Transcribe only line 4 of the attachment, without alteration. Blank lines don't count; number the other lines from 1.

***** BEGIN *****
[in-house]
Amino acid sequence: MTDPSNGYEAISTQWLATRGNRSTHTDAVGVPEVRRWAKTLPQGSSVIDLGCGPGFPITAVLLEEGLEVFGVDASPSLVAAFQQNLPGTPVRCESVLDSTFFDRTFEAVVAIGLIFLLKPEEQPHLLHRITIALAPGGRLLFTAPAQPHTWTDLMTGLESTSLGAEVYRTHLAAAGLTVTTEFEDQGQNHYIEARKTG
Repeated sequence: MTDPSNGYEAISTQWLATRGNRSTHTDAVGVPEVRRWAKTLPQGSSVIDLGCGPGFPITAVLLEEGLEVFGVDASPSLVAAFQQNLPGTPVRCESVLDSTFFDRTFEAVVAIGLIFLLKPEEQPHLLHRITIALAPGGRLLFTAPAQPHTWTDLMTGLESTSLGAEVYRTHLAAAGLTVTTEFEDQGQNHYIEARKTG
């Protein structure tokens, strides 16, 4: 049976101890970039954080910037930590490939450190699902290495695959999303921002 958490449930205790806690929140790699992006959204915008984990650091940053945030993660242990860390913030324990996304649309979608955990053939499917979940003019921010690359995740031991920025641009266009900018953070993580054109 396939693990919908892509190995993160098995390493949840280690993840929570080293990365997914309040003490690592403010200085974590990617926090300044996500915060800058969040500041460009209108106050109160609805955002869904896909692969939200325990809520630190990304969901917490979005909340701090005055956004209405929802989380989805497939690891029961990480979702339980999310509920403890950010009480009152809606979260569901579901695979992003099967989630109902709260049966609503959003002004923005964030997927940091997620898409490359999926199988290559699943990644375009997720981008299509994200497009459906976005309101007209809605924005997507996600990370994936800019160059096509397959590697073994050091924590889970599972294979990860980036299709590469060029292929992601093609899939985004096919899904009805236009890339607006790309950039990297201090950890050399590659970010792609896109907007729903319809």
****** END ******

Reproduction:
């Protein structure tokens, strides 16, 4: 049976101890970039954080910037930590490939450190699902290495695959999303921002 958490449930205790806690929140790699992006959204915008984990650091940053945030993660242990860390913030324990996304649309979608955990053939499917979940003019921010690359995740031991920025641009266009900018953070993580054109 396939693990919908892509190995993160098995390493949840280690993840929570080293990365997914309040003490690592403010200085974590990617926090300044996500915060800058969040500041460009209108106050109160609805955002869904896909692969939200325990809520630190990304969901917490979005909340701090005055956004209405929802989380989805497939690891029961990480979702339980999310509920403890950010009480009152809606979260569901579901695979992003099967989630109902709260049966609503959003002004923005964030997927940091997620898409490359999926199988290559699943990644375009997720981008299509994200497009459906976005309101007209809605924005997507996600990370994936800019160059096509397959590697073994050091924590889970599972294979990860980036299709590469060029292929992601093609899939985004096919899904009805236009890339607006790309950039990297201090950890050399590659970010792609896109907007729903319809």